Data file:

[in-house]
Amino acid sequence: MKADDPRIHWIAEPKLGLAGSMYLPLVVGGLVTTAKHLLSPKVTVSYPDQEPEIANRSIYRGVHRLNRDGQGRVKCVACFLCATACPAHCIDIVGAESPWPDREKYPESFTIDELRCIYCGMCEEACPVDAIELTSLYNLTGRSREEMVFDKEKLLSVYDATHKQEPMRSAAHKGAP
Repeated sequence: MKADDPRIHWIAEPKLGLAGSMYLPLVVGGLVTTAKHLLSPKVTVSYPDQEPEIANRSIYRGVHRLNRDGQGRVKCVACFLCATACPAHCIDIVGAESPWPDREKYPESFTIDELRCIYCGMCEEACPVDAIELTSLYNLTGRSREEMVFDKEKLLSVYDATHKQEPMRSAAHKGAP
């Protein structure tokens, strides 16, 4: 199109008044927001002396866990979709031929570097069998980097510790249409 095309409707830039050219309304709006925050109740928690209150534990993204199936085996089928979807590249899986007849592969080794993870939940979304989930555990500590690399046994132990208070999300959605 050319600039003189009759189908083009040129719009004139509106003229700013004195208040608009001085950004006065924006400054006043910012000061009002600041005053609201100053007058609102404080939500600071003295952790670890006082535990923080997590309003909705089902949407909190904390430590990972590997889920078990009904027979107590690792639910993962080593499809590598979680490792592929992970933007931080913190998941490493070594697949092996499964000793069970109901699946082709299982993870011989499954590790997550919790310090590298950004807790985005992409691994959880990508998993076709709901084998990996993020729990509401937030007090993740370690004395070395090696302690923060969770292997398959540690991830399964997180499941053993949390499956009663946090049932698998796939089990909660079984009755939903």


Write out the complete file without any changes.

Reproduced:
[in-house]
Amino acid sequence: MKADDPRIHWIAEPKLGLAGSMYLPLVVGGLVTTAKHLLSPKVTVSYPDQEPEIANRSIYRGVHRLNRDGQGRVKCVACFLCATACPAHCIDIVGAESPWPDREKYPESFTIDELRCIYCGMCEEACPVDAIELTSLYNLTGRSREEMVFDKEKLLSVYDATHKQEPMRSAAHKGAP
Repeated sequence: MKADDPRIHWIAEPKLGLAGSMYLPLVVGGLVTTAKHLLSPKVTVSYPDQEPEIANRSIYRGVHRLNRDGQGRVKCVACFLCATACPAHCIDIVGAESPWPDREKYPESFTIDELRCIYCGMCEEACPVDAIELTSLYNLTGRSREEMVFDKEKLLSVYDATHKQEPMRSAAHKGAP
């Protein structure tokens, strides 16, 4: 199109008044927001002396866990979709031929570097069998980097510790249409 095309409707830039050219309304709006925050109740928690209150534990993204199936085996089928979807590249899986007849592969080794993870939940979304989930555990500590690399046994132990208070999300959605 050319600039003189009759189908083009040129719009004139509106003229700013004195208040608009001085950004006065924006400054006043910012000061009002600041005053609201100053007058609102404080939500600071003295952790670890006082535990923080997590309003909705089902949407909190904390430590990972590997889920078990009904027979107590690792639910993962080593499809590598979680490792592929992970933007931080913190998941490493070594697949092996499964000793069970109901699946082709299982993870011989499954590790997550919790310090590298950004807790985005992409691994959880990508998993076709709901084998990996993020729990509401937030007090993740370690004395070395090696302690923060969770292997398959540690991830399964997180499941053993949390499956009663946090049932698998796939089990909660079984009755939903």